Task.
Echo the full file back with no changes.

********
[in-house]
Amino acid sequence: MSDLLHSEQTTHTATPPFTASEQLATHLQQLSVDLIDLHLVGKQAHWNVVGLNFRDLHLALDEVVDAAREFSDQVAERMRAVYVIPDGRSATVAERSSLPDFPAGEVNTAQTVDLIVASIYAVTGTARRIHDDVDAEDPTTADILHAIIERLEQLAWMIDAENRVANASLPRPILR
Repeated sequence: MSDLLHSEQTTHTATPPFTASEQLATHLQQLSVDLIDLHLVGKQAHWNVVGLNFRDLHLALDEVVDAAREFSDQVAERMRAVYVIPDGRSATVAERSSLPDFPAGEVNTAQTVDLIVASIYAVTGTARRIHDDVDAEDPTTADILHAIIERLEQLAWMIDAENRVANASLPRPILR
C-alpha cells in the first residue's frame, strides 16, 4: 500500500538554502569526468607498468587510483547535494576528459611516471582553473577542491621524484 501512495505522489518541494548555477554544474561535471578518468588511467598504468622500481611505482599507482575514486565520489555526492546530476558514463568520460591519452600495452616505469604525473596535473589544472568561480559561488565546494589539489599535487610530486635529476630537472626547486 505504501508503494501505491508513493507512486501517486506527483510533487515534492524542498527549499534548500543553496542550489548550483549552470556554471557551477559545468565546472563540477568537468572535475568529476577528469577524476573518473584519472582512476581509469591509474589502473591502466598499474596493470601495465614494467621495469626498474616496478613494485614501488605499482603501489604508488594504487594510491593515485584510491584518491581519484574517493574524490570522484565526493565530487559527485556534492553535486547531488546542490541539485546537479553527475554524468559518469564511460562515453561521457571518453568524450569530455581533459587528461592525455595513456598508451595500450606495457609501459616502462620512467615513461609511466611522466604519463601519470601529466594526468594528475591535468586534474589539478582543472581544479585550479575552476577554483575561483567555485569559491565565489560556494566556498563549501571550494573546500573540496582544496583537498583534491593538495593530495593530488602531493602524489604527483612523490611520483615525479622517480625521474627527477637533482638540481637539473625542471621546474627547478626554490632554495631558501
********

[in-house]
Amino acid sequence: MSDLLHSEQTTHTATPPFTASEQLATHLQQLSVDLIDLHLVGKQAHWNVVGLNFRDLHLALDEVVDAAREFSDQVAERMRAVYVIPDGRSATVAERSSLPDFPAGEVNTAQTVDLIVASIYAVTGTARRIHDDVDAEDPTTADILHAIIERLEQLAWMIDAENRVANASLPRPILR
Repeated sequence: MSDLLHSEQTTHTATPPFTASEQLATHLQQLSVDLIDLHLVGKQAHWNVVGLNFRDLHLALDEVVDAAREFSDQVAERMRAVYVIPDGRSATVAERSSLPDFPAGEVNTAQTVDLIVASIYAVTGTARRIHDDVDAEDPTTADILHAIIERLEQLAWMIDAENRVANASLPRPILR
C-alpha cells in the first residue's frame, strides 16, 4: 500500500538554502569526468607498468587510483547535494576528459611516471582553473577542491621524484 501512495505522489518541494548555477554544474561535471578518468588511467598504468622500481611505482599507482575514486565520489555526492546530476558514463568520460591519452600495452616505469604525473596535473589544472568561480559561488565546494589539489599535487610530486635529476630537472626547486 505504501508503494501505491508513493507512486501517486506527483510533487515534492524542498527549499534548500543553496542550489548550483549552470556554471557551477559545468565546472563540477568537468572535475568529476577528469577524476573518473584519472582512476581509469591509474589502473591502466598499474596493470601495465614494467621495469626498474616496478613494485614501488605499482603501489604508488594504487594510491593515485584510491584518491581519484574517493574524490570522484565526493565530487559527485556534492553535486547531488546542490541539485546537479553527475554524468559518469564511460562515453561521457571518453568524450569530455581533459587528461592525455595513456598508451595500450606495457609501459616502462620512467615513461609511466611522466604519463601519470601529466594526468594528475591535468586534474589539478582543472581544479585550479575552476577554483575561483567555485569559491565565489560556494566556498563549501571550494573546500573540496582544496583537498583534491593538495593530495593530488602531493602524489604527483612523490611520483615525479622517480625521474627527477637533482638540481637539473625542471621546474627547478626554490632554495631558501